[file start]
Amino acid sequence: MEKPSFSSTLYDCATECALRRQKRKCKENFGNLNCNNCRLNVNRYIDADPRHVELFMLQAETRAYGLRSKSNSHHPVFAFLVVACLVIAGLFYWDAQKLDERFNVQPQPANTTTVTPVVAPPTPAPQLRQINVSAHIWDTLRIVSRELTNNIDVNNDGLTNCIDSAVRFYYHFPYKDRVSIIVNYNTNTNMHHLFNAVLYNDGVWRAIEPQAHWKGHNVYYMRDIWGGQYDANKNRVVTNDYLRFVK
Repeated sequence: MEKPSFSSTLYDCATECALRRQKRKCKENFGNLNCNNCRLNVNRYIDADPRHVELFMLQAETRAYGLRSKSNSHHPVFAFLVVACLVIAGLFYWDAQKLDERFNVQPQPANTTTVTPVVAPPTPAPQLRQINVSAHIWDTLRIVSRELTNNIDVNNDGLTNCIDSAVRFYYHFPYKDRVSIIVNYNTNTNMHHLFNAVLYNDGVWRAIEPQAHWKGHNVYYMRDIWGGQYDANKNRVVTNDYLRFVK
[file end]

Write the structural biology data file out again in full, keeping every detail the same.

Amino acid sequence: MEKPSFSSTLYDCATECALRRQKRKCKENFGNLNCNNCRLNVNRYIDADPRHVELFMLQAETRAYGLRSKSNSHHPVFAFLVVACLVIAGLFYWDAQKLDERFNVQPQPANTTTVTPVVAPPTPAPQLRQINVSAHIWDTLRIVSRELTNNIDVNNDGLTNCIDSAVRFYYHFPYKDRVSIIVNYNTNTNMHHLFNAVLYNDGVWRAIEPQAHWKGHNVYYMRDIWGGQYDANKNRVVTNDYLRFVK
Repeated sequence: MEKPSFSSTLYDCATECALRRQKRKCKENFGNLNCNNCRLNVNRYIDADPRHVELFMLQAETRAYGLRSKSNSHHPVFAFLVVACLVIAGLFYWDAQKLDERFNVQPQPANTTTVTPVVAPPTPAPQLRQINVSAHIWDTLRIVSRELTNNIDVNNDGLTNCIDSAVRFYYHFPYKDRVSIIVNYNTNTNMHHLFNAVLYNDGVWRAIEPQAHWKGHNVYYMRDIWGGQYDANKNRVVTNDYLRFVK